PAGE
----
It will take days, if not weeks, to repair the damage.
Alas, the heroic weasel paid with his life for his anti-science crusade.
* In other bad news for science, the Japanese Hitomi space satellite, which was on a ten year, $286 million mission, catastrophically failed in an unforced error, just five weeks after it was launched and after just three days on the job making observations.
Confused about how it was oriented in space and trying to stop itself from spinning, Hitomi's control system apparently commanded a thruster jet to fire in the wrong direction — accelerating, rather than slowing, the craft's rotation.One of the greatest challenges of "rocket science" is that you absolutely, positively have to get it right the first time because once something goes wrong in space, generally speaking, there is very little that you can do to fix the problem.
On 28 April, the Japan Aerospace Exploration Agency (JAXA) declared the satellite, on which it had spent ¥31 billion (US$286 million), lost. At least ten pieces — including both solar-array paddles that had provided electrical power — broke off the satellite’s main body.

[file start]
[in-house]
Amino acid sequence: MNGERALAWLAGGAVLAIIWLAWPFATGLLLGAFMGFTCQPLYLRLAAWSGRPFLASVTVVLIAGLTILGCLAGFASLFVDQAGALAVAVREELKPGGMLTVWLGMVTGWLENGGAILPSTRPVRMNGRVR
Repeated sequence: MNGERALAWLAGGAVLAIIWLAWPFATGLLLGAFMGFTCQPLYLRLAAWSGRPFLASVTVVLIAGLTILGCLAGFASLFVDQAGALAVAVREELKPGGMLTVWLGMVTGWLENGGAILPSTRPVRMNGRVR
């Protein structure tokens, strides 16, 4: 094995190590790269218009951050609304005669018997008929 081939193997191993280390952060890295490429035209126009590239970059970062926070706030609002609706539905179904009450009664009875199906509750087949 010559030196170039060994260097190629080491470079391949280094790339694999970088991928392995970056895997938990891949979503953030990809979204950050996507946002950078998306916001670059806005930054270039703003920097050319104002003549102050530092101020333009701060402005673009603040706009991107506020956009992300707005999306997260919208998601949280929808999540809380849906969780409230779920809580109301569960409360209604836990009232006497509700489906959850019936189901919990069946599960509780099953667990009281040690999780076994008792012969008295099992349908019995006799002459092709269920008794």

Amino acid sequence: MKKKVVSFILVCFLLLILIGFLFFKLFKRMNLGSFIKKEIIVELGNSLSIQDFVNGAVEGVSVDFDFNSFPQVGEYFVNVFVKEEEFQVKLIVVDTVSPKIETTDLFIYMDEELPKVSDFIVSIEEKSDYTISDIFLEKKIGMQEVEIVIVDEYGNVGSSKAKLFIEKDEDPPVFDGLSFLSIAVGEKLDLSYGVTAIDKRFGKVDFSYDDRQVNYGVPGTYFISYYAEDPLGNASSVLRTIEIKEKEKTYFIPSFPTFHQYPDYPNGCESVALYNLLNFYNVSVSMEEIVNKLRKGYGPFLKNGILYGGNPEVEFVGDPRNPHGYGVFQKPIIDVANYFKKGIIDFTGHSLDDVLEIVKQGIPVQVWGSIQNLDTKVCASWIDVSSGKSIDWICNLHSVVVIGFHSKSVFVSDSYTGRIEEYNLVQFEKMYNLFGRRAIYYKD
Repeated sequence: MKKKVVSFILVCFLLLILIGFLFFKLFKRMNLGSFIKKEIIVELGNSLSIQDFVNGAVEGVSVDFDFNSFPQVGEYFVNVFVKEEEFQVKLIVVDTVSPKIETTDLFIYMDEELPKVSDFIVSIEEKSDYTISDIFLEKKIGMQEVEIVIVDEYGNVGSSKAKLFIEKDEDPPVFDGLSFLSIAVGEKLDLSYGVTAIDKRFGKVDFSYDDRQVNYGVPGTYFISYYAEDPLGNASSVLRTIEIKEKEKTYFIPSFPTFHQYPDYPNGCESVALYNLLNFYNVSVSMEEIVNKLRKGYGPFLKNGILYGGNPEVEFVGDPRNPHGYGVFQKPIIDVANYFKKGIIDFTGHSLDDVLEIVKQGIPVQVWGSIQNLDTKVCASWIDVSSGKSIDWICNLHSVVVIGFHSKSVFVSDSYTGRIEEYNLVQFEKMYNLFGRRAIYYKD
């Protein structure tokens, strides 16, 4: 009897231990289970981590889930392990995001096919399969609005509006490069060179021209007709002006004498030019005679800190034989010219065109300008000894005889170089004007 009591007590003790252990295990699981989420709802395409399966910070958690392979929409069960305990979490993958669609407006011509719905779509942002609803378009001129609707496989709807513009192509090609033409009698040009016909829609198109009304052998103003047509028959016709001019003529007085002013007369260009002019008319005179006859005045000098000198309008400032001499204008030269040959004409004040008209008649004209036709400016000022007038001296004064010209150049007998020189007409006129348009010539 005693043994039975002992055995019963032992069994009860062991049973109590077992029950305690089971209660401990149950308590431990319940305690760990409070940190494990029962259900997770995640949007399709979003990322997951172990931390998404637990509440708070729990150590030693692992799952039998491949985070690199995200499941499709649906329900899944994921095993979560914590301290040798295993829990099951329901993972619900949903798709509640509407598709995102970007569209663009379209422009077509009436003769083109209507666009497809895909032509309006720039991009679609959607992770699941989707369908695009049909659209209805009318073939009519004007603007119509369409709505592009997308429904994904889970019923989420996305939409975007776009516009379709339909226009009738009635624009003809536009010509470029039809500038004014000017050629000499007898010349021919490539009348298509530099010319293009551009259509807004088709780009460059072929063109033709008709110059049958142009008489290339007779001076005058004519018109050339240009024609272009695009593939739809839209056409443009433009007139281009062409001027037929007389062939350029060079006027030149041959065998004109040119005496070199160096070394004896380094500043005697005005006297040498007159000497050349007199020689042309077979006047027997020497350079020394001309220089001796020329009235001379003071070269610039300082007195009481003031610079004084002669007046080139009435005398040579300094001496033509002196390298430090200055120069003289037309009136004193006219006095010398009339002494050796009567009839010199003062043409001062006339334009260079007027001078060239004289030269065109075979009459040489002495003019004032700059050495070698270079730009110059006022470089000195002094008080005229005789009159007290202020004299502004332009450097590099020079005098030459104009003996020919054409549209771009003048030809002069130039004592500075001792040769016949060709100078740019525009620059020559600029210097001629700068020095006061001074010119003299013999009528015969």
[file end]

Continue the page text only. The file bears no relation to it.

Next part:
Hitomi had been seen as the future of X-ray astronomy. “It’s a scientific tragedy,” says Richard Mushotzky, an astronomer at the University of Maryland in College Park.
Americans are apparently more valiant than Europeans, Tevatron scientists fended off a raccoon attack successfully in 2006. And, you don't see American atom smashers getting shut down by baguettes as the LHC was in 2009.
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